This column comes to you from the Department of Common Sense—or lack of it.
It was a lovely fall day in the Colorado mountains, the sort where a person can fill their lungs to near bursting with clean, clear air.
Ben and April Nichols were cleaning up the Buzzard Allotment—with around a hundred bulls—on the Grand Mesa National Forest just before hunting season. The highways were full of hunters headed to the hills, eager to point a rifle at something with hair.
Complicating matters, there was a steady stream of camera-clicking tourists taking advantage of the colorful trees and crisp weather.
Keeping an eye on mixed herds, Ben an April noticed a couple of white bulls merging nearby. Fortunately, they barely paid attention to each other—no big deal.
A short time later, a white pickup with an overhead camper began moving slowly through the herd.
That’s when the white bulls noticed each other— they began to argue, then fight—dust flew, snot slung and bellows echoed.
Ben and April had noticed farm tags on the license plate of the pickup. They figured the “farm boy” would recognize the potential hazard of stopping to watch a couple of bulls sort matters out next to the road.
Nope—with a massive lack of common sense, the “farm-boy” stopped his truck for a front row seat next to the sparring bulls.
“One of those bulls is going to break and run,” Ben said to April, “and that truck is going to get clobbered.”
They shouted and hollered a warning at the “farm-boy.” He was too busy watching the battling bulls to pay attention.
Moments later, the bulls decided who was boss. The loser dived full-tilt off the cut-bank smack into the side of the pickup—damaging truck and camper.
The loser left the area at high speed with the winner urging him along by hitting him in the butt at every jump. As the bulls disappeared into the distance and the dust settled, Ben and April rode over to where the “farm-boy” was examining the damage.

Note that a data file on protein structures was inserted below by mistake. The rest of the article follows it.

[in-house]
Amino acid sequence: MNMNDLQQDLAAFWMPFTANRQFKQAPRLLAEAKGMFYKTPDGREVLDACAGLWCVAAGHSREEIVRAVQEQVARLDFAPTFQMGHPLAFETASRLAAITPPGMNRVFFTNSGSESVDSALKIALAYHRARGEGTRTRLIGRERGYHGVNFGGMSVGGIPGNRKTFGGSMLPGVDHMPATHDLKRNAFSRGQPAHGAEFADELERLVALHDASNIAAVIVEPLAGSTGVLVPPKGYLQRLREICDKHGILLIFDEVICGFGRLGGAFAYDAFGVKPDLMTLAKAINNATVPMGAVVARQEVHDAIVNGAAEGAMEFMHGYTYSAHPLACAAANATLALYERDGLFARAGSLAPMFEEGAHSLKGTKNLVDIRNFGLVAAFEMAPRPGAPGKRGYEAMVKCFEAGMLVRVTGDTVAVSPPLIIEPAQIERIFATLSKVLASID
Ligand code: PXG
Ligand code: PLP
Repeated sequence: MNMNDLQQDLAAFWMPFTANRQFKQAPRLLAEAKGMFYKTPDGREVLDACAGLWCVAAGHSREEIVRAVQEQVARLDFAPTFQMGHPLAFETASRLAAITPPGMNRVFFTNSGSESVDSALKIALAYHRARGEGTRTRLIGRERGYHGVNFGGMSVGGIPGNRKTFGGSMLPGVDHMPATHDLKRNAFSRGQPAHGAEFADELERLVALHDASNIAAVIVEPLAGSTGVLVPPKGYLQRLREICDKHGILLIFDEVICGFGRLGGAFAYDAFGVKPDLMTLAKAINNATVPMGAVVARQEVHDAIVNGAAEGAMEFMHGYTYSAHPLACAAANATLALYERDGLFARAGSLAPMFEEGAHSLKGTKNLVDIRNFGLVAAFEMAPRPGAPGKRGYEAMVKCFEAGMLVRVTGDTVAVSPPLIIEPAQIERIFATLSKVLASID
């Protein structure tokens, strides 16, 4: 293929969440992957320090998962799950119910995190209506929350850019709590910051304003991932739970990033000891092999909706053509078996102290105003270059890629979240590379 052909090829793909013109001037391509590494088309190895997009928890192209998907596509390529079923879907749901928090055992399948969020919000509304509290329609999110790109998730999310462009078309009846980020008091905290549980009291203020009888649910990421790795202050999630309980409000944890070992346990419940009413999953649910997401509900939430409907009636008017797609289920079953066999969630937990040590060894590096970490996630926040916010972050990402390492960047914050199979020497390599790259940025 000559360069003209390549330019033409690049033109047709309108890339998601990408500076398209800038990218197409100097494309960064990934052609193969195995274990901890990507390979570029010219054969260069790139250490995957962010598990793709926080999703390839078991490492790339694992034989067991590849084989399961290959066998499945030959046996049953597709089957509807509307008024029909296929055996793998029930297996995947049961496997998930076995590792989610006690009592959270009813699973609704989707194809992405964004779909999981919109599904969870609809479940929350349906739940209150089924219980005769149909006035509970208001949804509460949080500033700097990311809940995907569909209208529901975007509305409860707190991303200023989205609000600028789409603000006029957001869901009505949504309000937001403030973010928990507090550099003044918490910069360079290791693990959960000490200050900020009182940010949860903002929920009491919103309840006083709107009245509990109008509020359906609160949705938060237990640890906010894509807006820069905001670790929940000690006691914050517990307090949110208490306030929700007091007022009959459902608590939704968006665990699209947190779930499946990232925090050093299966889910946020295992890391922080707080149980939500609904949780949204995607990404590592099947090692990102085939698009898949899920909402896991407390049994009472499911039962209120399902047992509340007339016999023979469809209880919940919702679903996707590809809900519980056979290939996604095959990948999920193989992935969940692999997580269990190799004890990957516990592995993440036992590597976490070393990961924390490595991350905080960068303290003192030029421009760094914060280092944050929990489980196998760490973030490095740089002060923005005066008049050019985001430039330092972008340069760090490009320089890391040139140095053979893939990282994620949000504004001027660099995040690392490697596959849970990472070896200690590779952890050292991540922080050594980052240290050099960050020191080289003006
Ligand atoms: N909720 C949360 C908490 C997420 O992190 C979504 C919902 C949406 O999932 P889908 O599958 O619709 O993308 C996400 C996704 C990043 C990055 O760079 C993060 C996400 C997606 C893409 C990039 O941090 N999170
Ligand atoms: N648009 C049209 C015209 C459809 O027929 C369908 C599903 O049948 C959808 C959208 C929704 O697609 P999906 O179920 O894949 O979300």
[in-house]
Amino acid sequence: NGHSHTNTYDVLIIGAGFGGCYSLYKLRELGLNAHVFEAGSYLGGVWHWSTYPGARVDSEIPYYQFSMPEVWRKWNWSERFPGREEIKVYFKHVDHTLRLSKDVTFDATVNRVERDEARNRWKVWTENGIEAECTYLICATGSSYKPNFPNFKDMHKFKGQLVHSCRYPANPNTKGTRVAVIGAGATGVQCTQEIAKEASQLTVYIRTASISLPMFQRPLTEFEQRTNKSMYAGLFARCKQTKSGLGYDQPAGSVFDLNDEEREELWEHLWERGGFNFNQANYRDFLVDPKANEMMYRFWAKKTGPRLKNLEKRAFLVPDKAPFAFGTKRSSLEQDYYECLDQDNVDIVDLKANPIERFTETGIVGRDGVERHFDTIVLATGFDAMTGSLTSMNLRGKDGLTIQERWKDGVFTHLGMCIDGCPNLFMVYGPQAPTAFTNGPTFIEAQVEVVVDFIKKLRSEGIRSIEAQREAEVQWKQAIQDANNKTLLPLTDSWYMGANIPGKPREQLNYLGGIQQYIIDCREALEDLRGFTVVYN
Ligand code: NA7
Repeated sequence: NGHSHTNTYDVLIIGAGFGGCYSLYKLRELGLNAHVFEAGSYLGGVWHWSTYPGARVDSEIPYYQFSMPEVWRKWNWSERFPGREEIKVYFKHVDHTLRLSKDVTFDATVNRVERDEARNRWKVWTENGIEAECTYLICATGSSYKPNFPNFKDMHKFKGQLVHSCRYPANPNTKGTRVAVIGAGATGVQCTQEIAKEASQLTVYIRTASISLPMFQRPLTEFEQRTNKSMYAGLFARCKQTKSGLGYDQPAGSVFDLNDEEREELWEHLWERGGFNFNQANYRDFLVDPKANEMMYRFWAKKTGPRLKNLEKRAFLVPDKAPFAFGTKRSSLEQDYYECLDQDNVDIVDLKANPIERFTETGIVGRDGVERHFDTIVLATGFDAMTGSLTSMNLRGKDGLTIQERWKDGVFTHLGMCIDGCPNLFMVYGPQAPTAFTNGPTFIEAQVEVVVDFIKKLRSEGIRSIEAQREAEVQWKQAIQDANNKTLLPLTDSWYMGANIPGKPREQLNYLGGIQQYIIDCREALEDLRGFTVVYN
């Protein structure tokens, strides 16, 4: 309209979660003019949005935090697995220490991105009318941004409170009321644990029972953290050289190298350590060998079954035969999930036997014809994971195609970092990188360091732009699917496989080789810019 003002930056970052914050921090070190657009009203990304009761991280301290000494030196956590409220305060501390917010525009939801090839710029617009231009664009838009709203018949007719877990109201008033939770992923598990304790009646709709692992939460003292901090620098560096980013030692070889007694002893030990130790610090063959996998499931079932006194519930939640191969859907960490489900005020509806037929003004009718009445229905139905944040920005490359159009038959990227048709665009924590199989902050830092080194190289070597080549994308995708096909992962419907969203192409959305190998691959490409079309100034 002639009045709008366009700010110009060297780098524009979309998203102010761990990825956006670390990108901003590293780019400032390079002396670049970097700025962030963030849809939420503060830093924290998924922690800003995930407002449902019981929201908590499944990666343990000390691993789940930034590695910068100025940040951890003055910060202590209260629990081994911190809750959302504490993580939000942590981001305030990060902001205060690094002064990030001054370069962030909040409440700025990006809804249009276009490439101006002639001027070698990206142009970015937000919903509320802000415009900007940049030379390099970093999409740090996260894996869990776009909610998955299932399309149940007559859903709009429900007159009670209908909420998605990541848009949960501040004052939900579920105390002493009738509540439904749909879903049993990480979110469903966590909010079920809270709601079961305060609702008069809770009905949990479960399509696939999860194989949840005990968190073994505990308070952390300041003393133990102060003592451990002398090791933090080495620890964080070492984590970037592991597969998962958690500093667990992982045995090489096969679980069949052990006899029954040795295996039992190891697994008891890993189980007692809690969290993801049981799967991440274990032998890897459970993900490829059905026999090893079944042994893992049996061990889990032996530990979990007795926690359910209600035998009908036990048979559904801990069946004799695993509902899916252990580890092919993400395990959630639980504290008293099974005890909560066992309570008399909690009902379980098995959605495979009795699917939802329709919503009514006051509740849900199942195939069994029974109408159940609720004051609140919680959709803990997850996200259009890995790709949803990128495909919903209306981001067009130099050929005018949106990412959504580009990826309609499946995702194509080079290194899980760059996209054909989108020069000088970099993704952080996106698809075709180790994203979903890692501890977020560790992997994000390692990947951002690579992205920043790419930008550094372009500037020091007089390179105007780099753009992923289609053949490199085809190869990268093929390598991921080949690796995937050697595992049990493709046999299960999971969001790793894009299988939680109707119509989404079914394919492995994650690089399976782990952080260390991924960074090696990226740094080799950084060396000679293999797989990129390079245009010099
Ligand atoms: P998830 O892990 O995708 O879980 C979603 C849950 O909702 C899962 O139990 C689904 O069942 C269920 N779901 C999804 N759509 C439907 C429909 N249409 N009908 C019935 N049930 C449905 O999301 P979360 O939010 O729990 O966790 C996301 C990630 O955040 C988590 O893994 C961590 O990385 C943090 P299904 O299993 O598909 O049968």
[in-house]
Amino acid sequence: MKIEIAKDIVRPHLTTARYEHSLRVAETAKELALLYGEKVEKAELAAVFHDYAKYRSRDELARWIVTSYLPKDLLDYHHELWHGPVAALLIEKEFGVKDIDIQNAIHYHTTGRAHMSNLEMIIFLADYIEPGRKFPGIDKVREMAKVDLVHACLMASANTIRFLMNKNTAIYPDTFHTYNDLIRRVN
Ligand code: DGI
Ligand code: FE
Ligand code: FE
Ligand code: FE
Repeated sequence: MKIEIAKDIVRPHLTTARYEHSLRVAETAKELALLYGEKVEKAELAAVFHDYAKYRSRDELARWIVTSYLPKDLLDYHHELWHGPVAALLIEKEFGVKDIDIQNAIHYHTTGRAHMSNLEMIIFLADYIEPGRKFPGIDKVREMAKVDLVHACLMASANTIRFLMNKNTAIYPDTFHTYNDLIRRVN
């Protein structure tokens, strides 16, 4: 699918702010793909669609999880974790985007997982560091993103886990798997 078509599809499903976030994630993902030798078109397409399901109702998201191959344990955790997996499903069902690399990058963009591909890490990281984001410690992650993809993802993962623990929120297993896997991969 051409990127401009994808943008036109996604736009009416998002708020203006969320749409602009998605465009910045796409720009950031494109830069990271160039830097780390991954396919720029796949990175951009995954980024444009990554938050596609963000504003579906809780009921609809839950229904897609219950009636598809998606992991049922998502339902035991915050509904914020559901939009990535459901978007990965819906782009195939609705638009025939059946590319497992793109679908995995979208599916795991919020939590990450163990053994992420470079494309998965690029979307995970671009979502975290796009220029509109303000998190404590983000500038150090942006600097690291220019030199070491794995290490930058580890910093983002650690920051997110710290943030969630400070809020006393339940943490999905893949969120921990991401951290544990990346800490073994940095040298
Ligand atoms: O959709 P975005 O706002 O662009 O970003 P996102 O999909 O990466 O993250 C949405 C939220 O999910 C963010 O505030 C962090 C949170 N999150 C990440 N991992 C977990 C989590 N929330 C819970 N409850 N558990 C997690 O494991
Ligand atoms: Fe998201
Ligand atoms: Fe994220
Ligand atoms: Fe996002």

“Do you know who owned those bulls,” the farm-boy asked, “I want to know who’s going to pay for this damage.”
By that time, the bulls were long gone from the area. Ben and April explained there were about 10 permittees on this allotment and dozens more adjoining. The bulls had been too far away for them to see the brand.
They offered their sympathies to the “farm-boy” and explained that Colorado is an open-range state and cattle have the right-of-way. They continued, as diplomatically as possible, that he’d stopped to view the bull fight of his own free will.
This didn’t seem to give the “farm-boy” much comfort. Afterwards, he drove to the Forest Service offices and laid his complaint before them. He received no satisfaction and was probably grumpy as he left the parking lot in his dented pickup.
To this day, neither Ben nor April Nichols has seen the white bulls—or the “farm-boy’s” dented truck— since. They have no idea if the “farm-boy” understood that common sense might have been an issue in the matter of his damaged truck.
As Ben and April pull their cattle out of the high country this year, the Department of Common Sense hopes everything went smoothly and there were no breathtaking surprises. — D. “Bing” Bingham [Bing Bingham is a writer, rancher and storyteller. He laughed and giggled until his sides hurt when Ben and April sent him this story. If you have a story to pass along, contact him at bing@ bingbingham.com.]